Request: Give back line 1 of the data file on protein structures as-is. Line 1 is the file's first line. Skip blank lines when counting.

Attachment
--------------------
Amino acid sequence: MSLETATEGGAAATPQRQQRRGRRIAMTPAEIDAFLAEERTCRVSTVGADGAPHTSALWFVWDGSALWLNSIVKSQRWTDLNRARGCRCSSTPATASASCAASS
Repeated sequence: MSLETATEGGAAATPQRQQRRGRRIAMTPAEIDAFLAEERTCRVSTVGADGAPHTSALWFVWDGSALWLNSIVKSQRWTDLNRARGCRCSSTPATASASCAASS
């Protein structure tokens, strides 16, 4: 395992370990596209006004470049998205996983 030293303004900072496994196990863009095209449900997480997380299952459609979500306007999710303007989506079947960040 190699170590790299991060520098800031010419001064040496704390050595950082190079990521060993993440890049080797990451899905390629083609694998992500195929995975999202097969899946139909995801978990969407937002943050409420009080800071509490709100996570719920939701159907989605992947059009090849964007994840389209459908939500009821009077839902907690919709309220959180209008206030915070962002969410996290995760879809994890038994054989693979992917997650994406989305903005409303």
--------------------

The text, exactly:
Amino acid sequence: MSLETATEGGAAATPQRQQRRGRRIAMTPAEIDAFLAEERTCRVSTVGADGAPHTSALWFVWDGSALWLNSIVKSQRWTDLNRARGCRCSSTPATASASCAASS